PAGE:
“On behalf of all the members of the Commercial Spaceflight Federation I would like to send our congratulations to Elon, Gwynne Shotwell and everyone working at SpaceX. The spaceflight community has received a historic piece of great news today. Years of hard work, resources and risk went into this flight and have led to this terrific achievement that stands as a door-opener for a new era in space.”
Frank DiBello, President and CEO of Space Florida:
“This flight marks another giant leap forward on the path of commercial spaceflight. Florida’s aerospace workforce can take special pride that SpaceX’s launch happened right here at the Space Coast. This success means more jobs for Florida and Floridians, and promises a vibrant commercial space capability for the nation. Florida is proud to host SpaceX for launch operations, and we look forward to many more flights of the Falcon and Dragon spacecraft as SpaceX and other commercial companies continue to create new jobs for Florida’s aerospace workforce.”
Dr. Peter H. Diamandis, Chairman of the X PRIZE Foundation:
“In NASA’s new plans for space exploration a new player has taken center stage – American capitalism and entrepreneurship – and today’s SpaceX success strengthens my hope that entrepreneurial commercial space companies will at long last remove the cost barrier that slows our exploration of the solar system.”
Eric Anderson, Chairman of Space Adventures:
“What a tremendous accomplishment for SpaceX to succeed on the first Dragon spacecraft launch attempt. We see a bright future for the commercial spaceflight industry and today was another advancement.”
Byron Lichtenberg, former Space Shuttle astronaut:
“I expect that there will be a lot more astronauts in the future because of today’s success with Dragon. Lower cost launches means more flights, which means more astronauts. We’ve only had 500 astronauts in the history of the Space Age, but I hope to see thousands more in the decades to come thanks to new spacecraft like Dragon.”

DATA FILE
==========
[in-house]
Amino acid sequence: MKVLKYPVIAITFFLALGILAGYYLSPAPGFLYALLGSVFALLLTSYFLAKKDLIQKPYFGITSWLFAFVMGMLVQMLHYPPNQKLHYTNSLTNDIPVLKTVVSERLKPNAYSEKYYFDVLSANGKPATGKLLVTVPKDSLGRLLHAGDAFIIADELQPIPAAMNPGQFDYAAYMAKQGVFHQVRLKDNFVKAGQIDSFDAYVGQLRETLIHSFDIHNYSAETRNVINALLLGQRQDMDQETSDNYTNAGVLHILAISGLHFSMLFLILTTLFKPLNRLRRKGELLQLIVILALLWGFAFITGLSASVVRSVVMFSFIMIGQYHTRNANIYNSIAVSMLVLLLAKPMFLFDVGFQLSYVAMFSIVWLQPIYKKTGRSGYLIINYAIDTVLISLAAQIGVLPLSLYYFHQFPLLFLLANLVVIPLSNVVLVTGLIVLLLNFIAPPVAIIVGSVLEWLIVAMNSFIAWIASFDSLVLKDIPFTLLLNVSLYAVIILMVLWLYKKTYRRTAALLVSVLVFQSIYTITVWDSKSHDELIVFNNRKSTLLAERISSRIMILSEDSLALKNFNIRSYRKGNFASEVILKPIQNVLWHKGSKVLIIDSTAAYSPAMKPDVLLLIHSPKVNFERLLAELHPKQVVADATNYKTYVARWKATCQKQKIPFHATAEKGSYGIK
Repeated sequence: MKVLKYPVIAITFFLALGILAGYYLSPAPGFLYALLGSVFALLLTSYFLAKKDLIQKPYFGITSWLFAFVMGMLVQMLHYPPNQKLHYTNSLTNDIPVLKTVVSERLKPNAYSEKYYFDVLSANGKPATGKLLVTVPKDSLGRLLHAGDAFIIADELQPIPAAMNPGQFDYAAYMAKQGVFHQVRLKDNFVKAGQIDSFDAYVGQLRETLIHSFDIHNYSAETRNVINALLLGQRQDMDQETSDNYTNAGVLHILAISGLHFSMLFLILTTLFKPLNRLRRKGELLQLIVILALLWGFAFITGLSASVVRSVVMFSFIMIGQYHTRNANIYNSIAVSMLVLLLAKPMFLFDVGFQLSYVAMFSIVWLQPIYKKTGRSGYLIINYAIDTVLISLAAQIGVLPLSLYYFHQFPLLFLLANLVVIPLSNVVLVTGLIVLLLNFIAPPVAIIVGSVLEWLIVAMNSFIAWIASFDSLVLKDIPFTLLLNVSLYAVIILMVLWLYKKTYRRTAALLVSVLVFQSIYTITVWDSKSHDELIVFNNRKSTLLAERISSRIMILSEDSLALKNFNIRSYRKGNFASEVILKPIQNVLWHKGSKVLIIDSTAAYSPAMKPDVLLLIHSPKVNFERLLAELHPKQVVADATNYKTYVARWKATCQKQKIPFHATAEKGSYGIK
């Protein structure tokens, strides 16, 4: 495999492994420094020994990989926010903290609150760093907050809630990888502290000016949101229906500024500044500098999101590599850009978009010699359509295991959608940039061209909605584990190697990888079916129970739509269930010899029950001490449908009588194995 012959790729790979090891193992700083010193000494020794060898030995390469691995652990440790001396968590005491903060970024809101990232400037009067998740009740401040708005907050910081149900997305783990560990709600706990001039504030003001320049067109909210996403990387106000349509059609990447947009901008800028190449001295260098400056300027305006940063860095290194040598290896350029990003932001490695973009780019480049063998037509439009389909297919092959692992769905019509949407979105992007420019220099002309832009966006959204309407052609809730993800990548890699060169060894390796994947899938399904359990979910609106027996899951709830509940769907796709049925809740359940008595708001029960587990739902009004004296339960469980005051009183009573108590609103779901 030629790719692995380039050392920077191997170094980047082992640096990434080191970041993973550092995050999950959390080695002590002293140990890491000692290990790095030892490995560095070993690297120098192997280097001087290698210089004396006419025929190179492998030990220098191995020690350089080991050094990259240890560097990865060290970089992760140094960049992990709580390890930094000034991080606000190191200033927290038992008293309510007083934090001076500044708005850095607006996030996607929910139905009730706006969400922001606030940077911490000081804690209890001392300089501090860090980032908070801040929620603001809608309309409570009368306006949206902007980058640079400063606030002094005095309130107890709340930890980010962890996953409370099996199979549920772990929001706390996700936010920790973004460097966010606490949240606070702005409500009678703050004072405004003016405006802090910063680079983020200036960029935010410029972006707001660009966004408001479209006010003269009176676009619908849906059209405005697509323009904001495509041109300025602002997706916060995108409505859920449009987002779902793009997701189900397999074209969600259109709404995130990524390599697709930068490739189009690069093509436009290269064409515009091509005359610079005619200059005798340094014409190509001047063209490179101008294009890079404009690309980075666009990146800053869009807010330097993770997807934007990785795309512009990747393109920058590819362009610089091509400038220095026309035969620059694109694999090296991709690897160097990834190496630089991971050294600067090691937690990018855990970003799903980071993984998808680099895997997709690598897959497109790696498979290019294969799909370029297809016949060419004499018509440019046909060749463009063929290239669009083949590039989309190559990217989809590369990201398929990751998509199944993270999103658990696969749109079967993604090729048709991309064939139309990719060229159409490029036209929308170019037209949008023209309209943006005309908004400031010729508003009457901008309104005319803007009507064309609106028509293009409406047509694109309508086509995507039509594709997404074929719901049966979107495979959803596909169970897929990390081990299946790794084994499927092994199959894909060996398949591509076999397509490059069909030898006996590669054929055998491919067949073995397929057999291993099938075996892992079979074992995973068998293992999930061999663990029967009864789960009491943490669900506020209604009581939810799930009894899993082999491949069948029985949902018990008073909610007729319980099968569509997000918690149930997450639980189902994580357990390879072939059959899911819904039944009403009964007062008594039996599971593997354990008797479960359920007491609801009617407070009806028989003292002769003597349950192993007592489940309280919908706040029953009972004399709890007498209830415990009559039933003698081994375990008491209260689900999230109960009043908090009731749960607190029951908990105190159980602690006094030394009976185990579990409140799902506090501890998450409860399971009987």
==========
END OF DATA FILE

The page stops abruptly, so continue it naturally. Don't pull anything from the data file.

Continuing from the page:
Dr. Alan Stern, former NASA Associate Administrator for Science and now Associate Vice President at the Southwest Research Institute:
“Congratulations to SpaceX on this historic achievement and giant leap forward! Falcon 9, Dragon, and similar commercial rockets and spacecraft will open up commercial spaceflight in new ways, and make NASA’s Space Station program far stronger. They’ll also someday hopefully reduce or eliminate the need to depend on Russian launchers to get NASA astronauts to and from the Station, and that’s extremely important.”
Mike Lounge, former Space Shuttle astronaut:
“This is an exciting tipping point for commercial space. It goes a long way to validate a legitimate role for private enterprise in space exploration. Congratulations to SpaceX for their successful mission!”
About the Commercial Spaceflight Federation
The mission of the Commercial Spaceflight Federation (CSF) is to promote the development of commercial human spaceflight, pursue ever-higher levels of safety, and share best practices and expertise throughout the industry. The Commercial Spaceflight Federation’s member companies, which include commercial spaceflight developers, operators, spaceports, suppliers, and service providers, are creating thousands of high-tech jobs nationwide, working to preserve American leadership in aerospace through technology innovation, and inspiring young people to pursue careers in science and engineering. For more information please visit www.commercialspaceflight.org or contact Executive Director John Gedmark at firstname.lastname@example.org or at 202.349.1121.